P90522There is no doubt that fences are useful for a variety of functions. They exclude deer from the garden. They confine livestock. For suburban homes, they enclose a relatively safe space for children and pets. Fences should be designed according to their intended functions. Those designed to exclude deer might be as simple as coarse mesh on posts. Those enclosing backyards might be more refined and compatible with the landscape.
Over the years, conformity to modern suburban and urban landscapes, as well as modern architecture and lifestyles, has changed the standards of how fences are designed. Low picket fences do not adequately obscure the scenery that adjacent and often dissimilar landscapes contribute to a view. Where common vegetable gardens might have been, most of us want private outdoor rooms, with a distinct style of landscape.
It seems that everyone wants privacy nowadays. Those who have no need for privacy will get it anyway because no one will build fences that will not provide it. In the 1950, fences were commonly four feet high, and not every backyard had them. By the 1970s, they were more commonly six feet high, and standard for almost every backyard. Now, fences are expected, and many are seven feet high or higher, with lattice on top!
Modern architecture and lifestyles are part of the justification for such tall fences. Low profile older homes on formerly suburban lots are commonly replaced with two or more larger homes on smaller subdivided city lots. They are much closer to each other than the older homes were, with only narrow spaces between upstairs windows, where even eight foot high fences will not provide privacy.
So, not only do much larger homes on much smaller parcels mean that there is much less space for gardening, but taller two story (or taller) homes with weirdly high fences mean that more of the very limited space available for gardening is shaded!


7 thoughts on “Horridculture – High Fences

  1. Sadly, we are the only home in our neighborhood with a fence and we were forced into putting it up by a neighbor. She gave her son an ATV and then let him ride it around their property all hours of the day and night (after he was pulled off the street by the cops for illegal riding).

    Of course the fence did little to block the noise but at least we weren’t looking at the mess left in the yard.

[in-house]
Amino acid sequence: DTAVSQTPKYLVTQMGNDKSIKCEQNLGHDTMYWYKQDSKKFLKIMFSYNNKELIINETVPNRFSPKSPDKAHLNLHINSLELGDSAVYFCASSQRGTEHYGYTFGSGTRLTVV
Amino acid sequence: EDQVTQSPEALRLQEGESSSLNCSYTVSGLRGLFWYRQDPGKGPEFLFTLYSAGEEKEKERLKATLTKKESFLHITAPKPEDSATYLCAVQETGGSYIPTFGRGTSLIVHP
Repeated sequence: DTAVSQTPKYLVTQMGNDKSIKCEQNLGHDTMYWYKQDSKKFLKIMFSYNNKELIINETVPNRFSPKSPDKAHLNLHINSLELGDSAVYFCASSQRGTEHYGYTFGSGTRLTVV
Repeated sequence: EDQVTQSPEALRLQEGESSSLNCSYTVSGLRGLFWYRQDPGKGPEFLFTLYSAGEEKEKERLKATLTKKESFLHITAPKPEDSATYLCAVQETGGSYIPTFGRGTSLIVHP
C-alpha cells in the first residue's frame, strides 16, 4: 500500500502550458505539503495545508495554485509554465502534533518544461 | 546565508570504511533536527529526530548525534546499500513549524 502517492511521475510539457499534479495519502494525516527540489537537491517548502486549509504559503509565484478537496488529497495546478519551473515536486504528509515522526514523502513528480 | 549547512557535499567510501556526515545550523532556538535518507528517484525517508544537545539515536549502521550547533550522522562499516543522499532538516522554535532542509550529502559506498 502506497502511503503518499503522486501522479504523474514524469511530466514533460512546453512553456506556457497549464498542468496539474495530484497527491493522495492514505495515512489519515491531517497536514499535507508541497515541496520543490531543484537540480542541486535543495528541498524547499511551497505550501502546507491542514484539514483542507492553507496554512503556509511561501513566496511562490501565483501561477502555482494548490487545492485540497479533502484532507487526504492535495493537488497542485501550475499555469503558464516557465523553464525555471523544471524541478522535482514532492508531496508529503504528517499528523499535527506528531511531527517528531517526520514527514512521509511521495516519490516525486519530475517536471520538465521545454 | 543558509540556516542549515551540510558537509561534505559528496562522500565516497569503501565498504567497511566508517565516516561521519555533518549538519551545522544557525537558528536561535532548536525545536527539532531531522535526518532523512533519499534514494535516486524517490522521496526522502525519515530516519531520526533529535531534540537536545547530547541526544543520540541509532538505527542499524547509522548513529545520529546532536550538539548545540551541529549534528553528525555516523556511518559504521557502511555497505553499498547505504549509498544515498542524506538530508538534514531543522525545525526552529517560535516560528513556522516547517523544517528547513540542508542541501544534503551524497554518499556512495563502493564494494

Liked by 1 person

    1. Well, at least the fence is justified. When I lived in town, neighbors wanted me to pay for half the cost of new fences, which I would have no problem with, but I would not pay for the rather elaborate and high fences (that exceeded the height limit) that they wanted.


  2. I have dogs, so need fencing. But, the back of my lot was an empty lot until a few months ago. I had a chain link fence there, so I didn’t feel trapped. The side fences are cedar (I prefer redwood, but I moved from CA to OR and here cedar the thing).
    I remember our fences being shorter when I was growing up. You could talk to your neighbors over them. Neighbors don’t want to talk anymore. Unless its when they come to your door to ask if you’ll cut a large limb off the oak because it’s shading the area near their fence and they can’t plant what they want! That happened to my mother. We said, “no.” Let them plant something that likes shade!

    Liked by 1 person

  3. Our back fence is 5′ high, just tall enough that most people can look over the top. Our front garden is open to the street, in fact it is designed to be viewed from the street or sidewalk. My gardening needs an audience.

    Liked by 1 person

  4. Reblogged this on Tony Tomeo and commented:

    It is unfortunate that, regardless of the excellent climate and excellent soils, such minimal space within the Santa Clara Valley remains conducive to gardening.


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